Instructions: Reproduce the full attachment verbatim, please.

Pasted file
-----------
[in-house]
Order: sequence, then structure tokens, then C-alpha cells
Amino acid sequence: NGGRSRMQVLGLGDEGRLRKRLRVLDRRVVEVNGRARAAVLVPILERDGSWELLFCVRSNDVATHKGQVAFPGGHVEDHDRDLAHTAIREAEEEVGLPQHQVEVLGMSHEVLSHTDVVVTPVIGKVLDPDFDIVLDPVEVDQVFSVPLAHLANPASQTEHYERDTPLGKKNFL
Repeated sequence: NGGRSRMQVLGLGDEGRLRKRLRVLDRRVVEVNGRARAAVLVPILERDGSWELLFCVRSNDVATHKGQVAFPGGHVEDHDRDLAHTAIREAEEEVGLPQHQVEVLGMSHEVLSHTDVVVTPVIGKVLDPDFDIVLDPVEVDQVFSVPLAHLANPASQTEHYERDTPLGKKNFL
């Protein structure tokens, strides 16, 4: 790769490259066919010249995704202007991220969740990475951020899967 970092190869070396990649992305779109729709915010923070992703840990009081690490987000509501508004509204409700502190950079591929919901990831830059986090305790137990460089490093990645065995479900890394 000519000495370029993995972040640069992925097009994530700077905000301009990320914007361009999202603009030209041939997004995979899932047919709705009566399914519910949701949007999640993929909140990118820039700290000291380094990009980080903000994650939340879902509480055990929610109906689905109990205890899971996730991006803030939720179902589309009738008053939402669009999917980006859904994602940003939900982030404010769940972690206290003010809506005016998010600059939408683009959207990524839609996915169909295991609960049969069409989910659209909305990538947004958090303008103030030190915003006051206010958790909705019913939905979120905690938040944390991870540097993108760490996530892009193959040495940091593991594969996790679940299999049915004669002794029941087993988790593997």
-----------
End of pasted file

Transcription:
[in-house]
Order: sequence, then structure tokens, then C-alpha cells
Amino acid sequence: NGGRSRMQVLGLGDEGRLRKRLRVLDRRVVEVNGRARAAVLVPILERDGSWELLFCVRSNDVATHKGQVAFPGGHVEDHDRDLAHTAIREAEEEVGLPQHQVEVLGMSHEVLSHTDVVVTPVIGKVLDPDFDIVLDPVEVDQVFSVPLAHLANPASQTEHYERDTPLGKKNFL
Repeated sequence: NGGRSRMQVLGLGDEGRLRKRLRVLDRRVVEVNGRARAAVLVPILERDGSWELLFCVRSNDVATHKGQVAFPGGHVEDHDRDLAHTAIREAEEEVGLPQHQVEVLGMSHEVLSHTDVVVTPVIGKVLDPDFDIVLDPVEVDQVFSVPLAHLANPASQTEHYERDTPLGKKNFL
């Protein structure tokens, strides 16, 4: 790769490259066919010249995704202007991220969740990475951020899967 970092190869070396990649992305779109729709915010923070992703840990009081690490987000509501508004509204409700502190950079591929919901990831830059986090305790137990460089490093990645065995479900890394 000519000495370029993995972040640069992925097009994530700077905000301009990320914007361009999202603009030209041939997004995979899932047919709705009566399914519910949701949007999640993929909140990118820039700290000291380094990009980080903000994650939340879902509480055990929610109906689905109990205890899971996730991006803030939720179902589309009738008053939402669009999917980006859904994602940003939900982030404010769940972690206290003010809506005016998010600059939408683009959207990524839609996915169909295991609960049969069409989910659209909305990538947004958090303008103030030190915003006051206010958790909705019913939905979120905690938040944390991870540097993108760490996530892009193959040495940091593991594969996790679940299999049915004669002794029941087993988790593997």